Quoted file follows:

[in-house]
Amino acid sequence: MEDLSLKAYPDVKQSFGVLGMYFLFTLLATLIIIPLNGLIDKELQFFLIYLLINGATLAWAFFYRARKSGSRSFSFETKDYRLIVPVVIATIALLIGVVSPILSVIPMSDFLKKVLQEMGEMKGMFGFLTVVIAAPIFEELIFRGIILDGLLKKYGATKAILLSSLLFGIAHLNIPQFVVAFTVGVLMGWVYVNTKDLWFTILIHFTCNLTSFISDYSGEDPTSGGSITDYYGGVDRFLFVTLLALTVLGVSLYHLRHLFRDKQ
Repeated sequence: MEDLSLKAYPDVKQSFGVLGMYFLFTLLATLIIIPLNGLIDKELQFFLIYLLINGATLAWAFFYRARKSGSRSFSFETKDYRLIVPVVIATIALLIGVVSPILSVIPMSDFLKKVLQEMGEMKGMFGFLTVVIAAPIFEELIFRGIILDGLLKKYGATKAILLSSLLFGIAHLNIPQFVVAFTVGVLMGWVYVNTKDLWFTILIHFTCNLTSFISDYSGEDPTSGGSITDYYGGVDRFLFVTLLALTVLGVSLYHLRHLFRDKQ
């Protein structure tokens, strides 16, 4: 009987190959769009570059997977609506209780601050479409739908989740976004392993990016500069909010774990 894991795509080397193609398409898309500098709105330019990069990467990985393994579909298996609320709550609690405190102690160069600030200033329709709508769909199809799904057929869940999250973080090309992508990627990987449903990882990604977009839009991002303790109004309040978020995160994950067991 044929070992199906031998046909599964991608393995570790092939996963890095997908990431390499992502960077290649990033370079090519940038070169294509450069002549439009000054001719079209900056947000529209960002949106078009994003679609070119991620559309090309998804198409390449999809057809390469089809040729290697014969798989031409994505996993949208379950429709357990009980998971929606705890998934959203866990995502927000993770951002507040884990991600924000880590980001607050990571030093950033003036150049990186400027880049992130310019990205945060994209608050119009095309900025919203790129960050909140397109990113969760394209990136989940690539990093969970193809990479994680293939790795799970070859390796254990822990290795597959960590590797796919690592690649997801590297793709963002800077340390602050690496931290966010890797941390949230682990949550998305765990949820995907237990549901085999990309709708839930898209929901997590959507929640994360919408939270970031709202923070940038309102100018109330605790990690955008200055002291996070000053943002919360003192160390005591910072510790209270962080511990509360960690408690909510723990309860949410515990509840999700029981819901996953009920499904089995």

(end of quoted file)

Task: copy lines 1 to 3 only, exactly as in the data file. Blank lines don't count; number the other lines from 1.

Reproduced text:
[in-house]
Amino acid sequence: MEDLSLKAYPDVKQSFGVLGMYFLFTLLATLIIIPLNGLIDKELQFFLIYLLINGATLAWAFFYRARKSGSRSFSFETKDYRLIVPVVIATIALLIGVVSPILSVIPMSDFLKKVLQEMGEMKGMFGFLTVVIAAPIFEELIFRGIILDGLLKKYGATKAILLSSLLFGIAHLNIPQFVVAFTVGVLMGWVYVNTKDLWFTILIHFTCNLTSFISDYSGEDPTSGGSITDYYGGVDRFLFVTLLALTVLGVSLYHLRHLFRDKQ
Repeated sequence: MEDLSLKAYPDVKQSFGVLGMYFLFTLLATLIIIPLNGLIDKELQFFLIYLLINGATLAWAFFYRARKSGSRSFSFETKDYRLIVPVVIATIALLIGVVSPILSVIPMSDFLKKVLQEMGEMKGMFGFLTVVIAAPIFEELIFRGIILDGLLKKYGATKAILLSSLLFGIAHLNIPQFVVAFTVGVLMGWVYVNTKDLWFTILIHFTCNLTSFISDYSGEDPTSGGSITDYYGGVDRFLFVTLLALTVLGVSLYHLRHLFRDKQ